How do we know a person’s sorrow? Of other emotions, we question and retain suspicions, but why is sorrow placed on a separate plane, untouchable and abandoned as sincere despite warranted evidence to the contrary? Of love, we question constantly — as to sincerity, whether fidelity has been maintained and preserved; of joy or happiness, daily do we self-analyze and evaluate; but of sorrow — once the tears pour forth upon the event learned and considered, there are few who doubt for fear of being tarred as the cynic who had no feelings or remorse.
There are instances — of an unnamed president who purportedly was seen joking and laughing on his way to the funeral, but suddenly turned dour and despondent in facial expression once recognition was noted of cameras filming and spectators observing; or perhaps there are relatives who are known to have hated a deceased kin, but arrived at the funeral out of obligation and duty; of those, do we suspect a less-than-genuine sorrow? Is it because sorrow must by necessity be attached to an event — of a death, an illness, an accident, or some other tragedy that we consider must necessarily provoke the emotional turmoil that sorrow denotes? But then, how do we explain the other emotions that are suspected of retaining a facade and a reality beneath — again, of love and happiness?
Medical conditions, especially for Federal employees and U.S. Postal workers, are somewhat like the sorrow behind the facade. Few will openly question it — whether because to do so is simply impolite or impolitic — but some will suspect as to its validity, especially when self-interest is at stake. The declaration, “Is there a malingerer within our midst?” will never be openly spoken. For, what is the evidence — excessive use of SL, AL or LWOP; frequent doctor’s appointments; inability to maintain the level of productivity previously known for; lack of focus and concentration at meetings; inability to meet deadlines, etc.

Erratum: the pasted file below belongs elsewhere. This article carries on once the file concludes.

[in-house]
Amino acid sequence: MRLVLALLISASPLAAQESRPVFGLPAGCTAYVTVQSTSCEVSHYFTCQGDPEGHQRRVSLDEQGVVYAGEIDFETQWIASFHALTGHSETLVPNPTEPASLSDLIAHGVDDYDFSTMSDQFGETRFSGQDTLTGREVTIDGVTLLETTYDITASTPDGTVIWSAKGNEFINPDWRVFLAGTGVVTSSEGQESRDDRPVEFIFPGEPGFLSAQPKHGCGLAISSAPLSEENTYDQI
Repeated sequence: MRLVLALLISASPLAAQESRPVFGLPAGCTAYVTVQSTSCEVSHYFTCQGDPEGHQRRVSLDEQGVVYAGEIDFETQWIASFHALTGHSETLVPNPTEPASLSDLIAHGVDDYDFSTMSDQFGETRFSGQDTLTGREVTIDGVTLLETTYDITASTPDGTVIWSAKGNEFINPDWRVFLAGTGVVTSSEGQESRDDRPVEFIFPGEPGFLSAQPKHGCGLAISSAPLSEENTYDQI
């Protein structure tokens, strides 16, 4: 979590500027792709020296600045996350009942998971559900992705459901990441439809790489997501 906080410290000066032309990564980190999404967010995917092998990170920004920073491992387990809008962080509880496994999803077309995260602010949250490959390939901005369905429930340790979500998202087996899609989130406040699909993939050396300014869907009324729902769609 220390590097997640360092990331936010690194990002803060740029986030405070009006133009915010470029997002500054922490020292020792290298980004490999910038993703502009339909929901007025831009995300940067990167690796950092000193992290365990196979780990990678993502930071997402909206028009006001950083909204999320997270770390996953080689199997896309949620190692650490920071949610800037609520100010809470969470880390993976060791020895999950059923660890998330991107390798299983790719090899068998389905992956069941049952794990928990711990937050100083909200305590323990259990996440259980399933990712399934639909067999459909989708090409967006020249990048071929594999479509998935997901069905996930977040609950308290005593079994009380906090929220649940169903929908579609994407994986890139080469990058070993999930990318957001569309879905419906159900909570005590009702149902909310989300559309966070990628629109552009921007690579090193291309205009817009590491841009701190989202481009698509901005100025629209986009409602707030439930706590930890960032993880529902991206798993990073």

For others, these are harbingers of irritants that delay and impact the agency as a whole; for the Federal employee or Postal worker suffering from the medical condition, they are the symptoms and signs beneath the brave facade that is maintained, in order to hide the severity of the medical condition in a valiant effort to extend one’s career. There comes a time, however, when the reality of the medical condition catches up to the hidden truth beneath the facade, and once that point is reached, it is time to prepare, formulate and file an effective Federal Disability Retirement application, to be filed with the U.S. Office of Personnel Management, whether the Federal or Postal employee is under FERS, CSRS or CSRS Offset.
In like manner, the sorrow behind the facade is similar to the medical condition in and around the Federal agency or the U.S. Postal Service — both may be real, but it is the “proving” of it before OPM that is the hard part.
Robert R. McGill, Esquire